At one time or another, we’ve all heard someone proclaim, “Timing is everything!” We hear it mentioned in terms of real estate deals. Sometimes people talk about timing with regard to the stock market. Businesses talk about timing for new product releases.
Timing is also important for direct mail success. It may be only one aspect of a good direct mail strategy, but it’s an important one. Let me give you an example:
Just a short time ago I received a promotional mailing from a phone, TV and Internet service provider. That’s not unusual. Most of us get them all the time. But on this particular day, I actually received three mailers inviting me to switch to this particular provider.
I didn’t receive duplicate mailings. While all three had a similar look and feel and design, each was different. The copy and images were unique. There were three different offers. I stared at the three mailers in my hand (albeit while I prepared to toss them in the recycling bin) and thought how bad their timing was.
First of all, it was confusing. Why did three different pieces show up on the same day? Beyond that, I wondered which of the three different calls to action (based on three different offers) I was supposed to respond to.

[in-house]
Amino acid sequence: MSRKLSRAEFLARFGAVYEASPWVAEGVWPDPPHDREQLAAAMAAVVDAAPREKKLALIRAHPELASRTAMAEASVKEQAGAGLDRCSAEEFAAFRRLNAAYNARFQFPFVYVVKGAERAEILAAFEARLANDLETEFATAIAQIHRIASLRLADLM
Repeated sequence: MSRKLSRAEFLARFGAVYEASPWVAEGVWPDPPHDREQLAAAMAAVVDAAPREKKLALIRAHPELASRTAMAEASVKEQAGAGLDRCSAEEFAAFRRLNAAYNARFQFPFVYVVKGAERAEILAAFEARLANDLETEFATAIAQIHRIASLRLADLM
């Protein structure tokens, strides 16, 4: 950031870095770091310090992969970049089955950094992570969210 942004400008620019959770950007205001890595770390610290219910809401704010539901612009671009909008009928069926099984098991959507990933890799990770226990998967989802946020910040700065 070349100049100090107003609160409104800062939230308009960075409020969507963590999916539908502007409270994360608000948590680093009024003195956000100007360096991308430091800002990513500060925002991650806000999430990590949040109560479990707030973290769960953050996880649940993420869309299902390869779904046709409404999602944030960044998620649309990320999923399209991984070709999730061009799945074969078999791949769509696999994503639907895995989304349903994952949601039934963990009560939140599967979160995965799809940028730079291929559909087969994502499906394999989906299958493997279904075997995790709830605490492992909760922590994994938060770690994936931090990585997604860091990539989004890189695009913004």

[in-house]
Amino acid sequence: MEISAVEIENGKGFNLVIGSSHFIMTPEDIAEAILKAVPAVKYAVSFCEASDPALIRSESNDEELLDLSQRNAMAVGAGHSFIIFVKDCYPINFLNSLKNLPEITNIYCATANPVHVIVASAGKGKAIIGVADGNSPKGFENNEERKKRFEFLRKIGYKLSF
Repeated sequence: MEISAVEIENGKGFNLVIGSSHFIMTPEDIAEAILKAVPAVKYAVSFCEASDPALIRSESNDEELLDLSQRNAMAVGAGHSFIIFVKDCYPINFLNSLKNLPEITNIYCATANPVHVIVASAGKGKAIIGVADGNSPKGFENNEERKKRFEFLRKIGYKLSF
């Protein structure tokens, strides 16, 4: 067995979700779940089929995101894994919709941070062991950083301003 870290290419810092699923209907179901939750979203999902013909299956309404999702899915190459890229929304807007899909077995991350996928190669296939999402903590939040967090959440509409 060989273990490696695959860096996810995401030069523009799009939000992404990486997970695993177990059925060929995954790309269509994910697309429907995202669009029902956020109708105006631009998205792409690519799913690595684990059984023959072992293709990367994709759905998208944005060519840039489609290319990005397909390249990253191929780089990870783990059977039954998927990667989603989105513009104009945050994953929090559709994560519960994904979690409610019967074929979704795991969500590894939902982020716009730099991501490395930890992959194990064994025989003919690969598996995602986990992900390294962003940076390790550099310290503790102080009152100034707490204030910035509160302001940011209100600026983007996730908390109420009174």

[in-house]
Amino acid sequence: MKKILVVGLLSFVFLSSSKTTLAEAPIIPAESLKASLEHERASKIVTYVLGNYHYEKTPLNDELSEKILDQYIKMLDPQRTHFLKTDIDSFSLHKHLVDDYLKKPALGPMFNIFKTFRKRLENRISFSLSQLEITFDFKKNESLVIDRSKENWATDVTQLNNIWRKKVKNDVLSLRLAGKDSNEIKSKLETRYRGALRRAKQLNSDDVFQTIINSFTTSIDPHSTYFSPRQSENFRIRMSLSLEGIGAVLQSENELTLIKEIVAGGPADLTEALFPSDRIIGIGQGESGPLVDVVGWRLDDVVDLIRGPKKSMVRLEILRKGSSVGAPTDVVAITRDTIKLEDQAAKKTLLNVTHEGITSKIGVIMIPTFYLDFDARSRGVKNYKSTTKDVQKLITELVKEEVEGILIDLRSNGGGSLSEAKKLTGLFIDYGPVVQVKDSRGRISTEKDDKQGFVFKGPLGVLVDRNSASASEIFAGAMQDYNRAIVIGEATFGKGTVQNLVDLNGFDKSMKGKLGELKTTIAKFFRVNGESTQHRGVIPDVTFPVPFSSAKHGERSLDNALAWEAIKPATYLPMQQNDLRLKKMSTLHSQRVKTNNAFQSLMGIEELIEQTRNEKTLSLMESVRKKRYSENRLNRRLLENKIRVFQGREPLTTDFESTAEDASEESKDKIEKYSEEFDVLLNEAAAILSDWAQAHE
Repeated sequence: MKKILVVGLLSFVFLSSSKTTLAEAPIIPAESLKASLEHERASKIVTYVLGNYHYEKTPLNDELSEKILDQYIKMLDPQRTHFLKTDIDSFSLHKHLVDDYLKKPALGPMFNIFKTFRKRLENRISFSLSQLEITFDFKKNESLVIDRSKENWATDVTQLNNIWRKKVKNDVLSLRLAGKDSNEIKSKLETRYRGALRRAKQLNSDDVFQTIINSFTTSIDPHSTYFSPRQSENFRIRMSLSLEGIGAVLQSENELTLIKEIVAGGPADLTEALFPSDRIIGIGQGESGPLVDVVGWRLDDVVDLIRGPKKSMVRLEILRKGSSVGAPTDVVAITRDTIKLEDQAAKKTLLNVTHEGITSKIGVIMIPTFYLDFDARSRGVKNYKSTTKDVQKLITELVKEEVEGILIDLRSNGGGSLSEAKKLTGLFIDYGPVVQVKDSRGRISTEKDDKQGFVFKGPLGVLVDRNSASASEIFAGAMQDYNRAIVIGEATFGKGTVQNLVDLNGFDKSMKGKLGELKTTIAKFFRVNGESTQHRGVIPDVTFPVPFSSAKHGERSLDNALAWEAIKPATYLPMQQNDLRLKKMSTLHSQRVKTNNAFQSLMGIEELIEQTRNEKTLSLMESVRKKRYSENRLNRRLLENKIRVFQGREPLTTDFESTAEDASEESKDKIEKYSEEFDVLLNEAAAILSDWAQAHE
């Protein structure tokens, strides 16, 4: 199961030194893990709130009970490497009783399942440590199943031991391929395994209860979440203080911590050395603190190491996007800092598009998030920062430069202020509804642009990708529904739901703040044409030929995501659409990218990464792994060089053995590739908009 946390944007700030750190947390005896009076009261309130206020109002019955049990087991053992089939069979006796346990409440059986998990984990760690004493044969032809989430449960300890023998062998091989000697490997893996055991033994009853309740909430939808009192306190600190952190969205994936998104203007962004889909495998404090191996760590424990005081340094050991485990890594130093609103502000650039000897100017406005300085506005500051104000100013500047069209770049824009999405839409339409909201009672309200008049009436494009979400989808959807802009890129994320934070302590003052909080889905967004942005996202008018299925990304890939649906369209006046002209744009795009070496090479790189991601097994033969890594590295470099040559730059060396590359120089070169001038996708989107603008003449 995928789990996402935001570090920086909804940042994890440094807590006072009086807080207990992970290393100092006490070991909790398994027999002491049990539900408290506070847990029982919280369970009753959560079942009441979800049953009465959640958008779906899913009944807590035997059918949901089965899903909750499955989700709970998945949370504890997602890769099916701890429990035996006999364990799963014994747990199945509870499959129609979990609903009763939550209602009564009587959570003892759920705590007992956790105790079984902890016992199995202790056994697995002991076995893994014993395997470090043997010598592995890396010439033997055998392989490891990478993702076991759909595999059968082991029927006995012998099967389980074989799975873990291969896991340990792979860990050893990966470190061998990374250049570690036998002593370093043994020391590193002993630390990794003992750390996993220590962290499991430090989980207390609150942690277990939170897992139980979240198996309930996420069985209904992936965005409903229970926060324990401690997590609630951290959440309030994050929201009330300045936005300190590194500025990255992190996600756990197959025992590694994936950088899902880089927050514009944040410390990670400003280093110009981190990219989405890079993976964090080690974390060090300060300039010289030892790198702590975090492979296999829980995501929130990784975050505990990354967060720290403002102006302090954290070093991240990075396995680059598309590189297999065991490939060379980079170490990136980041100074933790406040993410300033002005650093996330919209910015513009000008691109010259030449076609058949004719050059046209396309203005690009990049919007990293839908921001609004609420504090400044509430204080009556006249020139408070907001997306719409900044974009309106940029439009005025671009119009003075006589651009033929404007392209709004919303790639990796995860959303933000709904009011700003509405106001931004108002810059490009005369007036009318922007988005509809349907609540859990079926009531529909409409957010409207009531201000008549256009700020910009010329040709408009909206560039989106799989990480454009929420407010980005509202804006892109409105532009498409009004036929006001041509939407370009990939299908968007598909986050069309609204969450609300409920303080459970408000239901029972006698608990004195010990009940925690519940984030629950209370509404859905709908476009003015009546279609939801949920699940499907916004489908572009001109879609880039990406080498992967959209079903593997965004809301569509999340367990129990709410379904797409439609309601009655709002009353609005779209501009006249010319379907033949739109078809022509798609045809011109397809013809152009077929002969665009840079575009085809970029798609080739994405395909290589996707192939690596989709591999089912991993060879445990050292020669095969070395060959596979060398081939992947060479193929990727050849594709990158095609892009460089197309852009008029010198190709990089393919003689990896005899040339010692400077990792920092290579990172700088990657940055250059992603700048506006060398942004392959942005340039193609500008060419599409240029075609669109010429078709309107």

I’m sure that’s not what this company intended. But there was a second unintended message. Receiving these messages all at once made me think that the company was wasting their money. I also thought, if they can afford to send out mailings in this manner, they’re probably charging too much for their services. What’s more, this experience didn’t exactly instill confidence in this service provider’s ability to run things smoothly.
I can understand wanting to test different copy, images, offers and calls to action. But the company’s timing was terrible. It undermined any testing they were trying to do. They wasted time, money, effort and opportunity.
Direct mail success depends on having a consistent strategy. That includes a consistent message, consistent design and a sound understanding of what your potential customer wants. Testing and refining those elements is crucial to reaching your audience—but it needs to be done strategically. Direct mail success is the result of a solid process. It’s really more of a science than an art.
Having the right timing is a big part of that process.